Salt has played a significant role in culture, diet and health
throughout human history. Salt has been used to add flavor to
foods, keep foods fresh, make icy roads and sidewalks safer and was even
a form of currency in Ancient Rome (the word salary comes from the
Latin word salarium – the money allowed to Roman soldiers for the
purchase of salt). However, you may be hearing more about it recently as
increasing concerns about how much salt we consume have prompted public
health efforts to reduce intakes.
What is sodium and why do we need it?
is an essential mineral that the body is unable to make, so it must be
supplied by the diet. Although the terms “sodium” and “salt” often are
used interchangeably, salt is composed of 40 percent sodium and 60
percent chloride; one teaspoon of salt contains about 2,300 milligrams
(mg) of sodium.
In the body, sodium is necessary for fluid regulation, nutrient
transport and blood pressure regulation; in food it is important for
preservation, texture, stability and flavor. For more information, check
out IFIC Review: Sodium in Food and Health.
Why is sodium an important issue?
sodium intake is associated with increased risk of high blood pressure, a
major risk factor for heart disease and stroke for those individuals
who are sensitive to sodium or are predisposed to hypertension. The U.S.
Department of Agriculture estimates that the average American consumes
3,400 mg of sodium a day, which exceeds current dietary guidance.
For example, even though the 2005 Dietary Guidelines for Americans
recommend that healthy Americans consume less than 2,300 mg.
Further, people who are hypertensive, middle-aged, elderly or African
American should not exceed 1,500 mg (the Centers for Disease Control and
Prevention estimated that 69.2 percent of U.S. adults fall within this
special population). The World Health Organization recommends a maximum
intake of 2,000 mg a day for adults.
It is critical to help consumers understand the importance of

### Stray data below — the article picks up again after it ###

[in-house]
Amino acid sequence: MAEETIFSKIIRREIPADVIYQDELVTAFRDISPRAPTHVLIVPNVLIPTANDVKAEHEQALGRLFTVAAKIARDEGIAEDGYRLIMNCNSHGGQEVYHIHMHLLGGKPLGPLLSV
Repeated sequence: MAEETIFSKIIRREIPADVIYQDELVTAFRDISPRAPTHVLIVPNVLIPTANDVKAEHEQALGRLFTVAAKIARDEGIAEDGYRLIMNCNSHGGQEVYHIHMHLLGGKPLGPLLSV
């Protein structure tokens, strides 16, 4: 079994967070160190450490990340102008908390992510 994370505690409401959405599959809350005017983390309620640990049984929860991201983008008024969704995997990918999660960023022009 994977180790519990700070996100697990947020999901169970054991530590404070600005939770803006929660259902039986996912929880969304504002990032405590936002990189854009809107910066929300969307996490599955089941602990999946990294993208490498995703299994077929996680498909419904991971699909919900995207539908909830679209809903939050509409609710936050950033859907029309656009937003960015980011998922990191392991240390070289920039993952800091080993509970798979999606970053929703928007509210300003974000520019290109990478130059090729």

managing sodium intake and guidance on how to do so. IFIC research shows
that most people are not personally concerned with their sodium intake,
but they think others should be. Additionally, they know neither how
much sodium they should have each day nor how much they typically
However, people are interested in learning more about sodium and
health, and it is important that they understand and incorporate all of
the dietary and lifestyle factors, that, when coupled with reducing
sodium intake, can help reduce the risk and treat hypertension.
According to the National Heart, Lung and Blood Institute JNC7 (The
Seventh Report of the Joint National Committee on Prevention, Detection,
Evaluation, and Treatment of High Blood Pressure) report, the most
effective strategies are weight reduction, adoption of the Dietary
Approaches to Stop Hypertension (DASH Diet) and engaging in regular
physical activity. The DASH eating plan is rich in potassium, magnesium
and calcium. Sodium reduction and moderation of alcohol consumption may
also play a key role in hypertension management.
Many stakeholders are exploring ways to reduce sodium
At the federal level, the Institute of Medicine convened an expert
committee examining strategies to reduce sodium intake, which is
expected to release recommendations by February 2010. In addition, the
Dietary Guidelines Advisory Committee, including a Subcommittee on
Sodium, Potassium and Water, is in the process of developing a report
based on scientific evidence-based reviews to inform the 2010 Dietary
Guidelines for Americans.
The Center for Science in the Public Interest has called for
increased government regulation of sodium in food products since the
1970s (the U.S. Food & Drug Administration currently regulates salt
as a “Generally Recognized As Safe” substance), and the New York City
Department of Health and Mental Hygiene is working with the food
industry to launch a voluntary sodium reduction initiative.
Internationally, the United Kingdom’s Food Standards Agency has been
encouraging voluntary reductions within food categories while running a
consumer education campaign. Health Canada is developing a similar
The food industry has voluntarily been reducing the amount of sodium
in its products incrementally and often without fanfare because
consumers tend to shy away from products advertised as low- or
reduced-sodium. Only 13 percent of consumers say they would choose a
product indicating “low-sodium” compared to other front-of-pack claims
or no claims, according to IFIC research.
A work in progress…
It is important to
keep in mind that achieving a balanced, healthful diet means more than
focusing on just one nutrient. The Dietary Guidelines recommend
including all five food groups and abundant amounts of fruits,
vegetables, whole grains and low-fat or fat-free dairy products while
maintaining flexibility and variety. For more information (and CPE
credit for dietitians), explore the IFIC Foundation learning module,
Helping Consumers Get the “Big Picture:” Practical Approaches to
Promoting a Healthful, Balanced Eating Pattern.
Be sure to read next month’s issue of Food Insight, which
will include tips for managing sodium intake.